With new customers becoming increasingly hard to come by in the face of the downturn, new research from e-Dialog, the e-mail marketing services provider, demonstrates that
Many brands are not optimising their existing customer relationships by failing to market to them via e-mail, new research claims.l
In a poll of consumers on the circumstances in which they would be most willing to supply a company with their e-mail address, the research revealed that more than half (57 per cent) of Great Britain consumers would be prepared to include their e-mail address when placing an order through a catalogue and more than 43 per cent through placing an order in response to direct mail.
In spite of this willingness, however, just 10 per cent of consumers said that a retailer had asked them for their e-mail in a catalogue order form and just 6 per cent had ever been asked via direct mail.
The 2009 Acquitention Survey, which polled the views of a representative sample of 2,049 British adults, highlighted the importance of “acquitention,” the idea that acquiring the e-mail addresses of existing customers is more cost-effective than purchasing new lists.
This approach is based on the principle that the more channels by which a customer is contacted, the higher the lifetime value of that customer across all channels. The impact of this multi-channel strategy was clearly illustrated in the research by the fact that nearly a third (27 per cent) of consumers claim to have been motivated to make a purchase in a high street store after being alerted to a product in a marketing e-mail.
The survey revealed that one of the most important factors in a customer’s willingness to share their e-mail details was brand recognition.
When asked in which circumstances consumers would be prepared to provide their e-mail address, 34 per cent said that they would only be prepared to share their details with an established brand whilst 69 per cent said they would share their e-mail address with a brand if they were an existing customer.
Simone Barratt, MD e-Dialog UK, the e-mail marketing services provider which carried out the research, said, “This is a huge opportunity that brands are missing out on. The research clearly shows that customers are willing to trust their contact details with established brands or companies with whom they already have an existing relationship – this gives e-mail marketers a fantastic opening to increase the size of their e-mail databases by adding existing customers to their programmes at a minimal cost.
“It is crucial that brands realise that their tried and tested e-mail lists are not an inexhaustible resource and, as they focus more of their attention on retention campaigns, that there is a serious danger of increasing the frequency of their mailings to the point where they alienate loyal customers and experience rising unsubscribe rates. There is no getting round it. Brands clearly need to look at financially viable ways to increase their databases.”
Whilst there is a clear willingness to share their details in the right circumstances, when asked what reasons they would cite for not sharing their details, just over three quarters (76 per cent) of consumers expressed concern that they would receive irrelevant marketing messages.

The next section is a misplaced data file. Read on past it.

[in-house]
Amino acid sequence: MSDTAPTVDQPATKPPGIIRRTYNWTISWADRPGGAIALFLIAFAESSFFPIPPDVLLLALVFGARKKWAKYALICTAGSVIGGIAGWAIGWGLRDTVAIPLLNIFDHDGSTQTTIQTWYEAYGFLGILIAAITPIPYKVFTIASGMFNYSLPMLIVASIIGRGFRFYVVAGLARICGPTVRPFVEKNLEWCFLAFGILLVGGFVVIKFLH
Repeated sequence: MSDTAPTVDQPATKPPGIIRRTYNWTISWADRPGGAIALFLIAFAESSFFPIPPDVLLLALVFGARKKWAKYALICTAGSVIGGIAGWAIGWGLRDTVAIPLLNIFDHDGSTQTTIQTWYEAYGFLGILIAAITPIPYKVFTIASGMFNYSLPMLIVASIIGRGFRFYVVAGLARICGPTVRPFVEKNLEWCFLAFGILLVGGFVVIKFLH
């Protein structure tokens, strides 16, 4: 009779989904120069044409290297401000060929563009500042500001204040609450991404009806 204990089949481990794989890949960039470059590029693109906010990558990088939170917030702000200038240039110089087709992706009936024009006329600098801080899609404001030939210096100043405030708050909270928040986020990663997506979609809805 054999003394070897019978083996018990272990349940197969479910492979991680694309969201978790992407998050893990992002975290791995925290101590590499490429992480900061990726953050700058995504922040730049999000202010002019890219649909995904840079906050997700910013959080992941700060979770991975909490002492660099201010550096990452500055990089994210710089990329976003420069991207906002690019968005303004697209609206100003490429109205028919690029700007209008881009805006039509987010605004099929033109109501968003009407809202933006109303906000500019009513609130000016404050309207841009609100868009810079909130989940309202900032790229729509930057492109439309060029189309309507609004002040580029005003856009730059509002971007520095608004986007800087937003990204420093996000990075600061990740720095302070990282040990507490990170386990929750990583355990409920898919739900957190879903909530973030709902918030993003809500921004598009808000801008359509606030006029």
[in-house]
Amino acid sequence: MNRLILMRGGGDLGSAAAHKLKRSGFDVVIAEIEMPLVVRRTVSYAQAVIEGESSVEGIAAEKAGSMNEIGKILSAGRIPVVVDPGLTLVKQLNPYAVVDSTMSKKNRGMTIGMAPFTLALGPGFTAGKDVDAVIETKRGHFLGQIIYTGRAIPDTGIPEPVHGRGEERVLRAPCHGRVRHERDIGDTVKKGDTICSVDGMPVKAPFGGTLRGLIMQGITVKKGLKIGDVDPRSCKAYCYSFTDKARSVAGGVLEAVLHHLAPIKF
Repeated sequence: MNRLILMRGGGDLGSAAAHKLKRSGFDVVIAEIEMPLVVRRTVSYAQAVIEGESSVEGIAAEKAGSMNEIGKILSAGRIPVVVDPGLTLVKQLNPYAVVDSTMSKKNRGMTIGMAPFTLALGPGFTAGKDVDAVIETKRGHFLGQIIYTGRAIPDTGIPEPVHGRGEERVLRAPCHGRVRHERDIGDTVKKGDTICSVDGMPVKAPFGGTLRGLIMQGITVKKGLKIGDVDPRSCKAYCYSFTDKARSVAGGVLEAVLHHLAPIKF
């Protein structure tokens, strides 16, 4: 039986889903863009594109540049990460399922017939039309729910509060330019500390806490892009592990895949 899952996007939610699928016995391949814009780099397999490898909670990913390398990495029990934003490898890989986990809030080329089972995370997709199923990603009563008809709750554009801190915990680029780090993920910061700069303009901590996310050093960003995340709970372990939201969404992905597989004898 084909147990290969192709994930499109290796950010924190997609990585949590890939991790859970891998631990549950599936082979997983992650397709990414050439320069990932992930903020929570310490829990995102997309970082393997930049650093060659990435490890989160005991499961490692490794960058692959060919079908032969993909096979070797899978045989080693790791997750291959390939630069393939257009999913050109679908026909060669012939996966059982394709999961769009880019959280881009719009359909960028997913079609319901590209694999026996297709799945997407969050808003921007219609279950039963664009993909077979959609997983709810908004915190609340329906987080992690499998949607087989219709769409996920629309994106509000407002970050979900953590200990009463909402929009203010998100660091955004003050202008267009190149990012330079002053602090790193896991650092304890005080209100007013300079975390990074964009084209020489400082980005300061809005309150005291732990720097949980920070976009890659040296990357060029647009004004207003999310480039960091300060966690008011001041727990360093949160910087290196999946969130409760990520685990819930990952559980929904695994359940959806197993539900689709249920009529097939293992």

Most revealingly though, 37 per cent of respondents said that they would be reluctant to share their e-mail addresses with brands as they do not see what they stand to gain by doing so.
This attitude is most notable in the most computer literate and internet savvy age brackets of 18-24 and 25-34 (46 per cent and 47 per cent respectively, according to the survey).
Barratt said, “It is imperative that brands understand that in order to acquire consumers’ e-mail addresses they need to communicate the benefits—such as personalised offers, exclusive previews of products or extra loyalty points—which those consumers will receive as a result of sharing their e-mail address. Why would anyone be prepared to give you their contact details unless you give them a good reason for doing so?”
The research clearly showed the need to identify the incentives most effective for each segment of an audience base.
The incentives that would be most likely to persuade consumers to share their e-mail addresses were: the prospect of receiving information and offers that were of specific interest to them (50 per cent); access to credits or vouchers for a future purchase (45 per cent); and if it increased their loyalty points (40 per cent).
With such a broad spectrum of potential incentives, an understanding of which segments respond best to different incentives is key to successfully acquiring your customer’s e-mail address.
For example, the acquitention research showed that free gifts are a big incentive for 32 per cent of 18 to 34 year olds but only interest 27 per cent of 45 to 55 year olds.
Barratt said, “The fact that half of UK consumers surveyed would give their e-mail address if they believed they would receive relevant information, while 76 per cent claim they would be put off from giving their address because they think it will lead to irrelevant messages shows the extent of the disconnect between perceived and actual consumer benefits of e-mail marketing.
“Brands need to make it clear at the point of sign-up what the incentives are and how the customer will benefit. ”
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